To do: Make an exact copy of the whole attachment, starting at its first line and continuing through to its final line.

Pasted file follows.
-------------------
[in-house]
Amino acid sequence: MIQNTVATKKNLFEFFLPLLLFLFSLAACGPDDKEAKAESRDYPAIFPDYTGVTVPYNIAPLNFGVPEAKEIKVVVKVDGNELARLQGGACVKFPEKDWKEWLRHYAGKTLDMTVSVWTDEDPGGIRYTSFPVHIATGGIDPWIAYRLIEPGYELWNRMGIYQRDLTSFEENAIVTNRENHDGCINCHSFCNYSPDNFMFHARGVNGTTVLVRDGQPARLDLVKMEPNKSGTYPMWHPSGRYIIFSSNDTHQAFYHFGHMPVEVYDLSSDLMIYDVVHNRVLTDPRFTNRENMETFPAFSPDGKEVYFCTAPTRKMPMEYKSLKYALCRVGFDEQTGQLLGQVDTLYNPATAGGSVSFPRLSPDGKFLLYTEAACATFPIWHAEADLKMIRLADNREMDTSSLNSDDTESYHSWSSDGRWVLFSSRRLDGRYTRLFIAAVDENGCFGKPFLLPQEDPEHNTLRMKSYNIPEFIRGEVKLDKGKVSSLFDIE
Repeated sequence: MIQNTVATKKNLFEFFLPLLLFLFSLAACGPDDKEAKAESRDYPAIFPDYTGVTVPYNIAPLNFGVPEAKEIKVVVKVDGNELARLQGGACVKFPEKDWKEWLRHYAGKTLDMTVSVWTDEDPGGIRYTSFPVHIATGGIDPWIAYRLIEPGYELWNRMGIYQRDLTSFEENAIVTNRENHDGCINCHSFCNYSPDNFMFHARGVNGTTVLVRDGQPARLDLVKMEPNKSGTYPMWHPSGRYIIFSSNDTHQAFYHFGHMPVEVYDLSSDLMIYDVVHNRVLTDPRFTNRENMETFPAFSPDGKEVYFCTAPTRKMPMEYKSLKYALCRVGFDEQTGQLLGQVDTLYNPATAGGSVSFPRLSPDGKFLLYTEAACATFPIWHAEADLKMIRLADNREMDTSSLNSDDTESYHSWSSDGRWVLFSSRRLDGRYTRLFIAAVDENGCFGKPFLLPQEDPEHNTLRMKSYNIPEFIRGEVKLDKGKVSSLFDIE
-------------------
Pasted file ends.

[in-house]
Amino acid sequence: MIQNTVATKKNLFEFFLPLLLFLFSLAACGPDDKEAKAESRDYPAIFPDYTGVTVPYNIAPLNFGVPEAKEIKVVVKVDGNELARLQGGACVKFPEKDWKEWLRHYAGKTLDMTVSVWTDEDPGGIRYTSFPVHIATGGIDPWIAYRLIEPGYELWNRMGIYQRDLTSFEENAIVTNRENHDGCINCHSFCNYSPDNFMFHARGVNGTTVLVRDGQPARLDLVKMEPNKSGTYPMWHPSGRYIIFSSNDTHQAFYHFGHMPVEVYDLSSDLMIYDVVHNRVLTDPRFTNRENMETFPAFSPDGKEVYFCTAPTRKMPMEYKSLKYALCRVGFDEQTGQLLGQVDTLYNPATAGGSVSFPRLSPDGKFLLYTEAACATFPIWHAEADLKMIRLADNREMDTSSLNSDDTESYHSWSSDGRWVLFSSRRLDGRYTRLFIAAVDENGCFGKPFLLPQEDPEHNTLRMKSYNIPEFIRGEVKLDKGKVSSLFDIE
Repeated sequence: MIQNTVATKKNLFEFFLPLLLFLFSLAACGPDDKEAKAESRDYPAIFPDYTGVTVPYNIAPLNFGVPEAKEIKVVVKVDGNELARLQGGACVKFPEKDWKEWLRHYAGKTLDMTVSVWTDEDPGGIRYTSFPVHIATGGIDPWIAYRLIEPGYELWNRMGIYQRDLTSFEENAIVTNRENHDGCINCHSFCNYSPDNFMFHARGVNGTTVLVRDGQPARLDLVKMEPNKSGTYPMWHPSGRYIIFSSNDTHQAFYHFGHMPVEVYDLSSDLMIYDVVHNRVLTDPRFTNRENMETFPAFSPDGKEVYFCTAPTRKMPMEYKSLKYALCRVGFDEQTGQLLGQVDTLYNPATAGGSVSFPRLSPDGKFLLYTEAACATFPIWHAEADLKMIRLADNREMDTSSLNSDDTESYHSWSSDGRWVLFSSRRLDGRYTRLFIAAVDENGCFGKPFLLPQEDPEHNTLRMKSYNIPEFIRGEVKLDKGKVSSLFDIE